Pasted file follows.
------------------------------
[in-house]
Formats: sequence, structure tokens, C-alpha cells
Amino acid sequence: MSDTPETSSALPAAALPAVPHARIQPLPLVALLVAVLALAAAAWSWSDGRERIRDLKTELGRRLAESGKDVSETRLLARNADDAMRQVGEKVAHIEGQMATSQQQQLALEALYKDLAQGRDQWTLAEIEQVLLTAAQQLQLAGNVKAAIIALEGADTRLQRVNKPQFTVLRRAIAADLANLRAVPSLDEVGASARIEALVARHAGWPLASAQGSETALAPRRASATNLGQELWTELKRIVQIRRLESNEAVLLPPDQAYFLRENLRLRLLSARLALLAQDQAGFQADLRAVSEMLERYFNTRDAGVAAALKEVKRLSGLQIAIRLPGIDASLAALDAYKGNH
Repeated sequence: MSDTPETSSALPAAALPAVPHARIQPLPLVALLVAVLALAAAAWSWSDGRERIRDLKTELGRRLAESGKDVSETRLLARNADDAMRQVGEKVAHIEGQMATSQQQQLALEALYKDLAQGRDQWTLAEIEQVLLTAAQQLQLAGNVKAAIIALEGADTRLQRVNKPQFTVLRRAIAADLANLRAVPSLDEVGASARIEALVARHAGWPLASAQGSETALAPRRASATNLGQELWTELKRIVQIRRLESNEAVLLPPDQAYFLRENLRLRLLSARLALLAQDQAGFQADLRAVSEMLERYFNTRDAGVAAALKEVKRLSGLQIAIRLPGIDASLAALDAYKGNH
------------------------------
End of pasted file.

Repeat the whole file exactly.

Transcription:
[in-house]
Formats: sequence, structure tokens, C-alpha cells
Amino acid sequence: MSDTPETSSALPAAALPAVPHARIQPLPLVALLVAVLALAAAAWSWSDGRERIRDLKTELGRRLAESGKDVSETRLLARNADDAMRQVGEKVAHIEGQMATSQQQQLALEALYKDLAQGRDQWTLAEIEQVLLTAAQQLQLAGNVKAAIIALEGADTRLQRVNKPQFTVLRRAIAADLANLRAVPSLDEVGASARIEALVARHAGWPLASAQGSETALAPRRASATNLGQELWTELKRIVQIRRLESNEAVLLPPDQAYFLRENLRLRLLSARLALLAQDQAGFQADLRAVSEMLERYFNTRDAGVAAALKEVKRLSGLQIAIRLPGIDASLAALDAYKGNH
Repeated sequence: MSDTPETSSALPAAALPAVPHARIQPLPLVALLVAVLALAAAAWSWSDGRERIRDLKTELGRRLAESGKDVSETRLLARNADDAMRQVGEKVAHIEGQMATSQQQQLALEALYKDLAQGRDQWTLAEIEQVLLTAAQQLQLAGNVKAAIIALEGADTRLQRVNKPQFTVLRRAIAADLANLRAVPSLDEVGASARIEALVARHAGWPLASAQGSETALAPRRASATNLGQELWTELKRIVQIRRLESNEAVLLPPDQAYFLRENLRLRLLSARLALLAQDQAGFQADLRAVSEMLERYFNTRDAGVAAALKEVKRLSGLQIAIRLPGIDASLAALDAYKGNH